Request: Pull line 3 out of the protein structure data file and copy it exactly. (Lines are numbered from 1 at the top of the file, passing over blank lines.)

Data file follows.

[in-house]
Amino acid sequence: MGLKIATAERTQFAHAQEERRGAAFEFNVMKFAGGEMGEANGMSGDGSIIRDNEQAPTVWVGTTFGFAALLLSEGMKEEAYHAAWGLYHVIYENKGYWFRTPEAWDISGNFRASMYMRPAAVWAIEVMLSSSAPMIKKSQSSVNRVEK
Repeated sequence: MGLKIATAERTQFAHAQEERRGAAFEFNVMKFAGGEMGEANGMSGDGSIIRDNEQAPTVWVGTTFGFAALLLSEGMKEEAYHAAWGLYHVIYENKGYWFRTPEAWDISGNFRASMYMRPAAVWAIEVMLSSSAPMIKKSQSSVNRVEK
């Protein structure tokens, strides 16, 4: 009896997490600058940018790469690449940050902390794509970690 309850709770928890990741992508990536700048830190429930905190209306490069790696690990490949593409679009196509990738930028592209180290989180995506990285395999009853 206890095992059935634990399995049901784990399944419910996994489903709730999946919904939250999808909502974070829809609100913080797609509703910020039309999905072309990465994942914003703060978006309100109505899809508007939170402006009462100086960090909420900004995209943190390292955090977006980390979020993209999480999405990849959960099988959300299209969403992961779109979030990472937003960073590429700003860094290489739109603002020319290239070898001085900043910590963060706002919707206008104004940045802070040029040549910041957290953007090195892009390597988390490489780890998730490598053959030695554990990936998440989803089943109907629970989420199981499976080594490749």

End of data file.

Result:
Repeated sequence: MGLKIATAERTQFAHAQEERRGAAFEFNVMKFAGGEMGEANGMSGDGSIIRDNEQAPTVWVGTTFGFAALLLSEGMKEEAYHAAWGLYHVIYENKGYWFRTPEAWDISGNFRASMYMRPAAVWAIEVMLSSSAPMIKKSQSSVNRVEK